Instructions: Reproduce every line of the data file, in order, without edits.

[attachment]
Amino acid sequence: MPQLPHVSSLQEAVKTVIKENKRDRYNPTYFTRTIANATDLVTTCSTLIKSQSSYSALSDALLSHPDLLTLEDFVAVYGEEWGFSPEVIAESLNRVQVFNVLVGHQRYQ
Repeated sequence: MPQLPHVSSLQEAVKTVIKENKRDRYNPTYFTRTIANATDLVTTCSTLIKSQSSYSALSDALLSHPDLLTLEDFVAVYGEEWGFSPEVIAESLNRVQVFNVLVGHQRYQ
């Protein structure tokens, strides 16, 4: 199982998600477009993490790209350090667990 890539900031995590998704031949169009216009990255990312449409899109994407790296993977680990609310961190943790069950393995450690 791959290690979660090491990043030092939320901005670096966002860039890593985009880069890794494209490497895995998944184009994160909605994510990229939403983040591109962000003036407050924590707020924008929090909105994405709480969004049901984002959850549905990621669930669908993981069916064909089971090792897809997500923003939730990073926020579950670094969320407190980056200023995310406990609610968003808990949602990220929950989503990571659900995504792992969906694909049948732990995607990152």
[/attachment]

Amino acid sequence: MPQLPHVSSLQEAVKTVIKENKRDRYNPTYFTRTIANATDLVTTCSTLIKSQSSYSALSDALLSHPDLLTLEDFVAVYGEEWGFSPEVIAESLNRVQVFNVLVGHQRYQ
Repeated sequence: MPQLPHVSSLQEAVKTVIKENKRDRYNPTYFTRTIANATDLVTTCSTLIKSQSSYSALSDALLSHPDLLTLEDFVAVYGEEWGFSPEVIAESLNRVQVFNVLVGHQRYQ
């Protein structure tokens, strides 16, 4: 199982998600477009993490790209350090667990 890539900031995590998704031949169009216009990255990312449409899109994407790296993977680990609310961190943790069950393995450690 791959290690979660090491990043030092939320901005670096966002860039890593985009880069890794494209490497895995998944184009994160909605994510990229939403983040591109962000003036407050924590707020924008929090909105994405709480969004049901984002959850549905990621669930669908993981069916064909089971090792897809997500923003939730990073926020579950670094969320407190980056200023995310406990609610968003808990949602990220929950989503990571659900995504792992969906694909049948732990995607990152």